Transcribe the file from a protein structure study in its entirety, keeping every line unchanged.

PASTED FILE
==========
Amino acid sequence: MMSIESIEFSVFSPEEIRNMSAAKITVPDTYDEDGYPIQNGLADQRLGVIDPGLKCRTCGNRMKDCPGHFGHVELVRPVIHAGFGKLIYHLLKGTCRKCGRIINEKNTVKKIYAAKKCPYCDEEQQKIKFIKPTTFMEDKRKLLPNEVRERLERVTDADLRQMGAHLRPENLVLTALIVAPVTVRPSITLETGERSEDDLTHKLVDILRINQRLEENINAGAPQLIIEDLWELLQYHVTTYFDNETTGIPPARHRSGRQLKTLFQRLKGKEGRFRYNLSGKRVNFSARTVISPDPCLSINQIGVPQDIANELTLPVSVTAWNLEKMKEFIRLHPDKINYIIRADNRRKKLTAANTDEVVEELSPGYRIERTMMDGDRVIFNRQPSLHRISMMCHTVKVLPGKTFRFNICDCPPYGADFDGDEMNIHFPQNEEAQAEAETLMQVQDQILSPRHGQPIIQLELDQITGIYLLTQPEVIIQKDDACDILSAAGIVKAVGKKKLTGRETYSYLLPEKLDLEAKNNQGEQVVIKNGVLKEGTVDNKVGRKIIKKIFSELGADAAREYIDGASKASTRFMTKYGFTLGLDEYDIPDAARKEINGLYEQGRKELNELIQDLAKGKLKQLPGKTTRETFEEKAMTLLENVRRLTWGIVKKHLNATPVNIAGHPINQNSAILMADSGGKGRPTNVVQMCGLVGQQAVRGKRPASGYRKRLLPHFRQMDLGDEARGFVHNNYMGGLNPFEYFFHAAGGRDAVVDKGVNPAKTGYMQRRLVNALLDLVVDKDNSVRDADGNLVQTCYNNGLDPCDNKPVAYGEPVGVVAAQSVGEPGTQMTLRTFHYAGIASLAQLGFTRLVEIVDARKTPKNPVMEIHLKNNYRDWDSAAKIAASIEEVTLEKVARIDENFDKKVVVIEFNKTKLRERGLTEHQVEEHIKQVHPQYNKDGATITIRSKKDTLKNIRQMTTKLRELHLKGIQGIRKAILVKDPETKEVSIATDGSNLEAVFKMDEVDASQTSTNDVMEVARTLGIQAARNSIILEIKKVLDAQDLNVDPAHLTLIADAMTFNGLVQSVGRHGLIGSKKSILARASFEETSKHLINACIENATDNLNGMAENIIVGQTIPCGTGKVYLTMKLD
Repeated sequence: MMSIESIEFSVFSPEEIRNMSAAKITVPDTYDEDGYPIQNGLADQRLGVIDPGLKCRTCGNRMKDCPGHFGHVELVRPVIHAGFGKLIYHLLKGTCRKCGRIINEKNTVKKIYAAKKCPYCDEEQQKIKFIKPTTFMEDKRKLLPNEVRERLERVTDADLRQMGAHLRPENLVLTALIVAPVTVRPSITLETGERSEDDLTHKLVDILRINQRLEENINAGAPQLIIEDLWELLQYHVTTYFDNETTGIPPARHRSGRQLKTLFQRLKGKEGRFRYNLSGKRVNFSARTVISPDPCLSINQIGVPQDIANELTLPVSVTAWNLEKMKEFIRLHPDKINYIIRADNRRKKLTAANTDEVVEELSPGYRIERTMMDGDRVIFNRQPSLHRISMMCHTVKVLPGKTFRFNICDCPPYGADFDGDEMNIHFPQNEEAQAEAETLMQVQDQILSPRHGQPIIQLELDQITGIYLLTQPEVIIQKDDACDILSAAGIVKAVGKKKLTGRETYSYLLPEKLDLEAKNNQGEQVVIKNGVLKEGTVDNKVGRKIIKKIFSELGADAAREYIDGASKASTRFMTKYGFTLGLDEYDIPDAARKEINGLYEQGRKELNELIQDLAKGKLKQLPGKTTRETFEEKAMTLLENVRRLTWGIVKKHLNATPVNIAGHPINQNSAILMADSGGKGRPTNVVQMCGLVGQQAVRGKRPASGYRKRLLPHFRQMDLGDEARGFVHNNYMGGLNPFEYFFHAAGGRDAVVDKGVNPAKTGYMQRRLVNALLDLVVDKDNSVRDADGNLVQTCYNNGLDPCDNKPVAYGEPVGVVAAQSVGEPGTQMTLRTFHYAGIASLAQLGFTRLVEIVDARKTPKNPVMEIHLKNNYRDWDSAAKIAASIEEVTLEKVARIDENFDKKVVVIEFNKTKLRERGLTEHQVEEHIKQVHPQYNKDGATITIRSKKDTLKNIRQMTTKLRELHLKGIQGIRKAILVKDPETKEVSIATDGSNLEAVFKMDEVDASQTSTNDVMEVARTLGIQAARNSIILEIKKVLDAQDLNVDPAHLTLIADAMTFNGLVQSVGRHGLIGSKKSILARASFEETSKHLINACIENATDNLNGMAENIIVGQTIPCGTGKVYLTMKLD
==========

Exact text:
Amino acid sequence: MMSIESIEFSVFSPEEIRNMSAAKITVPDTYDEDGYPIQNGLADQRLGVIDPGLKCRTCGNRMKDCPGHFGHVELVRPVIHAGFGKLIYHLLKGTCRKCGRIINEKNTVKKIYAAKKCPYCDEEQQKIKFIKPTTFMEDKRKLLPNEVRERLERVTDADLRQMGAHLRPENLVLTALIVAPVTVRPSITLETGERSEDDLTHKLVDILRINQRLEENINAGAPQLIIEDLWELLQYHVTTYFDNETTGIPPARHRSGRQLKTLFQRLKGKEGRFRYNLSGKRVNFSARTVISPDPCLSINQIGVPQDIANELTLPVSVTAWNLEKMKEFIRLHPDKINYIIRADNRRKKLTAANTDEVVEELSPGYRIERTMMDGDRVIFNRQPSLHRISMMCHTVKVLPGKTFRFNICDCPPYGADFDGDEMNIHFPQNEEAQAEAETLMQVQDQILSPRHGQPIIQLELDQITGIYLLTQPEVIIQKDDACDILSAAGIVKAVGKKKLTGRETYSYLLPEKLDLEAKNNQGEQVVIKNGVLKEGTVDNKVGRKIIKKIFSELGADAAREYIDGASKASTRFMTKYGFTLGLDEYDIPDAARKEINGLYEQGRKELNELIQDLAKGKLKQLPGKTTRETFEEKAMTLLENVRRLTWGIVKKHLNATPVNIAGHPINQNSAILMADSGGKGRPTNVVQMCGLVGQQAVRGKRPASGYRKRLLPHFRQMDLGDEARGFVHNNYMGGLNPFEYFFHAAGGRDAVVDKGVNPAKTGYMQRRLVNALLDLVVDKDNSVRDADGNLVQTCYNNGLDPCDNKPVAYGEPVGVVAAQSVGEPGTQMTLRTFHYAGIASLAQLGFTRLVEIVDARKTPKNPVMEIHLKNNYRDWDSAAKIAASIEEVTLEKVARIDENFDKKVVVIEFNKTKLRERGLTEHQVEEHIKQVHPQYNKDGATITIRSKKDTLKNIRQMTTKLRELHLKGIQGIRKAILVKDPETKEVSIATDGSNLEAVFKMDEVDASQTSTNDVMEVARTLGIQAARNSIILEIKKVLDAQDLNVDPAHLTLIADAMTFNGLVQSVGRHGLIGSKKSILARASFEETSKHLINACIENATDNLNGMAENIIVGQTIPCGTGKVYLTMKLD
Repeated sequence: MMSIESIEFSVFSPEEIRNMSAAKITVPDTYDEDGYPIQNGLADQRLGVIDPGLKCRTCGNRMKDCPGHFGHVELVRPVIHAGFGKLIYHLLKGTCRKCGRIINEKNTVKKIYAAKKCPYCDEEQQKIKFIKPTTFMEDKRKLLPNEVRERLERVTDADLRQMGAHLRPENLVLTALIVAPVTVRPSITLETGERSEDDLTHKLVDILRINQRLEENINAGAPQLIIEDLWELLQYHVTTYFDNETTGIPPARHRSGRQLKTLFQRLKGKEGRFRYNLSGKRVNFSARTVISPDPCLSINQIGVPQDIANELTLPVSVTAWNLEKMKEFIRLHPDKINYIIRADNRRKKLTAANTDEVVEELSPGYRIERTMMDGDRVIFNRQPSLHRISMMCHTVKVLPGKTFRFNICDCPPYGADFDGDEMNIHFPQNEEAQAEAETLMQVQDQILSPRHGQPIIQLELDQITGIYLLTQPEVIIQKDDACDILSAAGIVKAVGKKKLTGRETYSYLLPEKLDLEAKNNQGEQVVIKNGVLKEGTVDNKVGRKIIKKIFSELGADAAREYIDGASKASTRFMTKYGFTLGLDEYDIPDAARKEINGLYEQGRKELNELIQDLAKGKLKQLPGKTTRETFEEKAMTLLENVRRLTWGIVKKHLNATPVNIAGHPINQNSAILMADSGGKGRPTNVVQMCGLVGQQAVRGKRPASGYRKRLLPHFRQMDLGDEARGFVHNNYMGGLNPFEYFFHAAGGRDAVVDKGVNPAKTGYMQRRLVNALLDLVVDKDNSVRDADGNLVQTCYNNGLDPCDNKPVAYGEPVGVVAAQSVGEPGTQMTLRTFHYAGIASLAQLGFTRLVEIVDARKTPKNPVMEIHLKNNYRDWDSAAKIAASIEEVTLEKVARIDENFDKKVVVIEFNKTKLRERGLTEHQVEEHIKQVHPQYNKDGATITIRSKKDTLKNIRQMTTKLRELHLKGIQGIRKAILVKDPETKEVSIATDGSNLEAVFKMDEVDASQTSTNDVMEVARTLGIQAARNSIILEIKKVLDAQDLNVDPAHLTLIADAMTFNGLVQSVGRHGLIGSKKSILARASFEETSKHLINACIENATDNLNGMAENIIVGQTIPCGTGKVYLTMKLD